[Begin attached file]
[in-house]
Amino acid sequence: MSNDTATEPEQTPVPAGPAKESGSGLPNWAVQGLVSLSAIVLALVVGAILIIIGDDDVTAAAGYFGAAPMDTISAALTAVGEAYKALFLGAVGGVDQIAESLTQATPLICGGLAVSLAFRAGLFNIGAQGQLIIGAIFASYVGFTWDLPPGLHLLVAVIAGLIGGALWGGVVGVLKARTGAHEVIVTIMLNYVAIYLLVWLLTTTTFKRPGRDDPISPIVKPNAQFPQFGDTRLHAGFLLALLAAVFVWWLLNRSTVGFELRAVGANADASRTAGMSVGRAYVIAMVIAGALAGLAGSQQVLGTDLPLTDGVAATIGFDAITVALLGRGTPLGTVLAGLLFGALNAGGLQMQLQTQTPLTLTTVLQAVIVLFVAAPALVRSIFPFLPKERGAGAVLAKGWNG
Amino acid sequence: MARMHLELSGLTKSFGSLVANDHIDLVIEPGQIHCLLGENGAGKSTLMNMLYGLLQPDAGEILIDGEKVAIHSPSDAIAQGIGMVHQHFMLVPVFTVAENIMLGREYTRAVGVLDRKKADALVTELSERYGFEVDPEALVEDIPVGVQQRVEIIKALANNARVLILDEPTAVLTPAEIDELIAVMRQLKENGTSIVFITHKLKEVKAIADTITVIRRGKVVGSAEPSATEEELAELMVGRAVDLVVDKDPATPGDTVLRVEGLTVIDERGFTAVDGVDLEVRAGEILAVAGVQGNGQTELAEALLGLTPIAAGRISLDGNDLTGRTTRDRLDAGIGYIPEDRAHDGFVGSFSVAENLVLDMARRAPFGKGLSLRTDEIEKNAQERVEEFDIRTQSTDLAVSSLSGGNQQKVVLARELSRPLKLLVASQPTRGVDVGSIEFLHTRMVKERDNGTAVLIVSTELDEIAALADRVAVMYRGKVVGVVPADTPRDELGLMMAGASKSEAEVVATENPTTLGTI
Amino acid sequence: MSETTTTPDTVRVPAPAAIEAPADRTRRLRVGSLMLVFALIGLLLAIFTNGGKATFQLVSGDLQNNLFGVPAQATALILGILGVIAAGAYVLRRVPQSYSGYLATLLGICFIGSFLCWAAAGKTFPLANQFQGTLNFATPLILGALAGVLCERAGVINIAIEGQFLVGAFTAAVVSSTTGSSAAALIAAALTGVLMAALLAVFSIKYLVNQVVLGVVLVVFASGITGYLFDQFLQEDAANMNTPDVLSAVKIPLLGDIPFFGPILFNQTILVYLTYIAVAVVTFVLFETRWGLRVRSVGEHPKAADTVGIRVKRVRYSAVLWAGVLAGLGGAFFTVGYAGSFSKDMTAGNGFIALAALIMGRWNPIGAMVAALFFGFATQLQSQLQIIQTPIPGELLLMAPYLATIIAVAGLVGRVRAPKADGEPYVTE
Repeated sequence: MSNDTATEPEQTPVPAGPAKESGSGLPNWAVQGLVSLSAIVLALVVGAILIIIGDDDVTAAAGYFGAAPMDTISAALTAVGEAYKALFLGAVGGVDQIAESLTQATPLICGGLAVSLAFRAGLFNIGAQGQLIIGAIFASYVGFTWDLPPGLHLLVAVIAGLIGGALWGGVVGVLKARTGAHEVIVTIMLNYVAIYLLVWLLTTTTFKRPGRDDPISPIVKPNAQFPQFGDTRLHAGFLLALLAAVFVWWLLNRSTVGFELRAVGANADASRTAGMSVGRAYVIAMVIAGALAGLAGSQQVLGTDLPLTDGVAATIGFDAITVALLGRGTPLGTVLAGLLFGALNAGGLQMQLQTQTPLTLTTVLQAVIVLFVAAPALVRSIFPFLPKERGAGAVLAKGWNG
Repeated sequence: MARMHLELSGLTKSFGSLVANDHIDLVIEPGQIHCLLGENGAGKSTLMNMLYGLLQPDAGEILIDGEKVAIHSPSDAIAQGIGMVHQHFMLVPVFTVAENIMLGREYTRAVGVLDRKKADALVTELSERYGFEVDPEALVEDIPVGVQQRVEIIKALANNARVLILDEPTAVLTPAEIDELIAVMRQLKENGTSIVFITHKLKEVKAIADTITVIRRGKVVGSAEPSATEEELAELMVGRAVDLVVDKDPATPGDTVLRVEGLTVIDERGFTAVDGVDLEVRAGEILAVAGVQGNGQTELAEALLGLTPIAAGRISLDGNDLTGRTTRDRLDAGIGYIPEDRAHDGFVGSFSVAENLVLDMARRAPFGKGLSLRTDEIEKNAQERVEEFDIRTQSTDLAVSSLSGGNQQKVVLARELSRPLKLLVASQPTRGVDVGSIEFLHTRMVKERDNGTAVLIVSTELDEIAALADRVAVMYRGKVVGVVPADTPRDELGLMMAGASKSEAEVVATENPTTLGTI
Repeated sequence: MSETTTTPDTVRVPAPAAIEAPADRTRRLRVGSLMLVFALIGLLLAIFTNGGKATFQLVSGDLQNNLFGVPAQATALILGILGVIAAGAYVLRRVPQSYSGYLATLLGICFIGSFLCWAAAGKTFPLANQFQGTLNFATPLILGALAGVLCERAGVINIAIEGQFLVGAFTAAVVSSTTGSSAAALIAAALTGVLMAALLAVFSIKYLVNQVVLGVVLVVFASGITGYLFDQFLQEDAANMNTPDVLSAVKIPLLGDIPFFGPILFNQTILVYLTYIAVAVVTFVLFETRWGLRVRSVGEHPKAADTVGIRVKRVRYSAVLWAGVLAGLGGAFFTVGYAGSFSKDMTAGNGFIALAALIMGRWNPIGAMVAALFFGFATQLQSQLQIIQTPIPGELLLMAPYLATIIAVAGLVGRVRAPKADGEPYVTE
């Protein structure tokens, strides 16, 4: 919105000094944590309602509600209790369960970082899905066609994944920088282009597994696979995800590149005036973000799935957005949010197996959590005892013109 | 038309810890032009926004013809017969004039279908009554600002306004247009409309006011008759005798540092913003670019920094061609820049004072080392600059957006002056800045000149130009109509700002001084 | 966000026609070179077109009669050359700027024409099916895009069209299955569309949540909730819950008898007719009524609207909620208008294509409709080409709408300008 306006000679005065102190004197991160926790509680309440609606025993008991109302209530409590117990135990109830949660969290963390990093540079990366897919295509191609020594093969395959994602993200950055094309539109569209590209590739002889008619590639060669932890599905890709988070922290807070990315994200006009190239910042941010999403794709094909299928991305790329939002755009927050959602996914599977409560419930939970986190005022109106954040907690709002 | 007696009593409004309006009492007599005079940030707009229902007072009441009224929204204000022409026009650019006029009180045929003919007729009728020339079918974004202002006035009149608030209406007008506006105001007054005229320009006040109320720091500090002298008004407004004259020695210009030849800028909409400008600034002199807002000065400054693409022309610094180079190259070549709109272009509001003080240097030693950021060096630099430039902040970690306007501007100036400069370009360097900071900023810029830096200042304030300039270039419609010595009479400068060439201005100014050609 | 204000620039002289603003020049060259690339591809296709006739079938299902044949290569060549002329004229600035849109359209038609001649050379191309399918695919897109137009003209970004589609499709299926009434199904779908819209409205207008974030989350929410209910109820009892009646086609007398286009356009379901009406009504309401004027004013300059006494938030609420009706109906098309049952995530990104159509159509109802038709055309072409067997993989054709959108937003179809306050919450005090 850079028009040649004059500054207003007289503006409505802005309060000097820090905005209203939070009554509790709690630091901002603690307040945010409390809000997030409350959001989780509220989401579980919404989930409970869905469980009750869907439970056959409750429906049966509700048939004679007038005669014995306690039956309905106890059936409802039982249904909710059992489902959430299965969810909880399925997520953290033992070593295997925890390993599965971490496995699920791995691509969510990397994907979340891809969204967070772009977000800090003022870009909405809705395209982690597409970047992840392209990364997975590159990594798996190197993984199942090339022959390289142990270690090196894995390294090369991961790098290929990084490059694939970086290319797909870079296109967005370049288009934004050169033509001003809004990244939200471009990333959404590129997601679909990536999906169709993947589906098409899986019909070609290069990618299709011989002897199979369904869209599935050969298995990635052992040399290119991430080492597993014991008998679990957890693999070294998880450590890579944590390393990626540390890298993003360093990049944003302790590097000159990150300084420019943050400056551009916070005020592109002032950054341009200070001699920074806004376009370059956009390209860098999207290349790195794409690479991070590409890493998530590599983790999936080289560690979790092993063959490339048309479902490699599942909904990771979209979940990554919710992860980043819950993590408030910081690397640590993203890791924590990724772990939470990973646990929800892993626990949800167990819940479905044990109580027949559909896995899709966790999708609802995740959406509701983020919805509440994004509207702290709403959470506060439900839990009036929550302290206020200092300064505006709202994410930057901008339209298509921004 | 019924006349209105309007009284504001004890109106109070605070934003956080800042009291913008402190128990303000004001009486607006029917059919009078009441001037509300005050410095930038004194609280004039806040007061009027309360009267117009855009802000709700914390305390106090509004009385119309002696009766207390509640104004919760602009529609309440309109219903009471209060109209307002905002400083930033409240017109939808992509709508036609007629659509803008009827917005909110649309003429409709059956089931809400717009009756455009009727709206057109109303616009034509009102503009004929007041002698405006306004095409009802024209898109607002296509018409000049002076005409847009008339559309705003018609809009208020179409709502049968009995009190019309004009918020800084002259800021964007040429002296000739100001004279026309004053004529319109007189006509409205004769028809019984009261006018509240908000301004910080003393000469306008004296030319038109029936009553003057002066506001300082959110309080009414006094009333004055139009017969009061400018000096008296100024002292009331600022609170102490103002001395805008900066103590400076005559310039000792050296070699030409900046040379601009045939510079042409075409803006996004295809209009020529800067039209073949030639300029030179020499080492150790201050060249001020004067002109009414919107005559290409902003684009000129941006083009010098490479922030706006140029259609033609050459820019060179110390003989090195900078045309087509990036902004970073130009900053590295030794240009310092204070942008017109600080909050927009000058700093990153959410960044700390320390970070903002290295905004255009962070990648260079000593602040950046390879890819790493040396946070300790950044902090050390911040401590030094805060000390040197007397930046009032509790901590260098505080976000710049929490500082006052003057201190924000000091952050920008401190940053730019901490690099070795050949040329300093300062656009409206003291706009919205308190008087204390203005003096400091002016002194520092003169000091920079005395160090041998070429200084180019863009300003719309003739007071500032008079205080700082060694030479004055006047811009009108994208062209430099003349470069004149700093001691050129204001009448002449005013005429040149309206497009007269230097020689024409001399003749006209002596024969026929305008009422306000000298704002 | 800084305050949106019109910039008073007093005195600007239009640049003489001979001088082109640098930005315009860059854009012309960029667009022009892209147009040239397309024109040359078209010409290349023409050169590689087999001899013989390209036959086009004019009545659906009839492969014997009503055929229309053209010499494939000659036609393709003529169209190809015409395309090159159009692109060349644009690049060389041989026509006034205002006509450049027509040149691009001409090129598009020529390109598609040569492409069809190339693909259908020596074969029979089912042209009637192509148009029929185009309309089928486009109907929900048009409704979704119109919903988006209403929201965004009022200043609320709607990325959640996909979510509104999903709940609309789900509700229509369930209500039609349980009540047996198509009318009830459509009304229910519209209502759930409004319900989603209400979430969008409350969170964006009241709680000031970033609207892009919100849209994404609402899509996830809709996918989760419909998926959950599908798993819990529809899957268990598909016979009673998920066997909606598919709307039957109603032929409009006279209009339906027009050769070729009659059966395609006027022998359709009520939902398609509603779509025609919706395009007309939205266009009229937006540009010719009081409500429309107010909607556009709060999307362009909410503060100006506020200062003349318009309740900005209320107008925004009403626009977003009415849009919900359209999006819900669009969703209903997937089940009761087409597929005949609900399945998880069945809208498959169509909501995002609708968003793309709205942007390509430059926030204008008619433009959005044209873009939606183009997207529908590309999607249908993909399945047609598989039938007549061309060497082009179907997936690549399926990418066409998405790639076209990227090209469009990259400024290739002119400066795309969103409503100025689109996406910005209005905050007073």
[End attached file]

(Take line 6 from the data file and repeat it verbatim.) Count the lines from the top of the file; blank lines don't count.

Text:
Repeated sequence: MARMHLELSGLTKSFGSLVANDHIDLVIEPGQIHCLLGENGAGKSTLMNMLYGLLQPDAGEILIDGEKVAIHSPSDAIAQGIGMVHQHFMLVPVFTVAENIMLGREYTRAVGVLDRKKADALVTELSERYGFEVDPEALVEDIPVGVQQRVEIIKALANNARVLILDEPTAVLTPAEIDELIAVMRQLKENGTSIVFITHKLKEVKAIADTITVIRRGKVVGSAEPSATEEELAELMVGRAVDLVVDKDPATPGDTVLRVEGLTVIDERGFTAVDGVDLEVRAGEILAVAGVQGNGQTELAEALLGLTPIAAGRISLDGNDLTGRTTRDRLDAGIGYIPEDRAHDGFVGSFSVAENLVLDMARRAPFGKGLSLRTDEIEKNAQERVEEFDIRTQSTDLAVSSLSGGNQQKVVLARELSRPLKLLVASQPTRGVDVGSIEFLHTRMVKERDNGTAVLIVSTELDEIAALADRVAVMYRGKVVGVVPADTPRDELGLMMAGASKSEAEVVATENPTTLGTI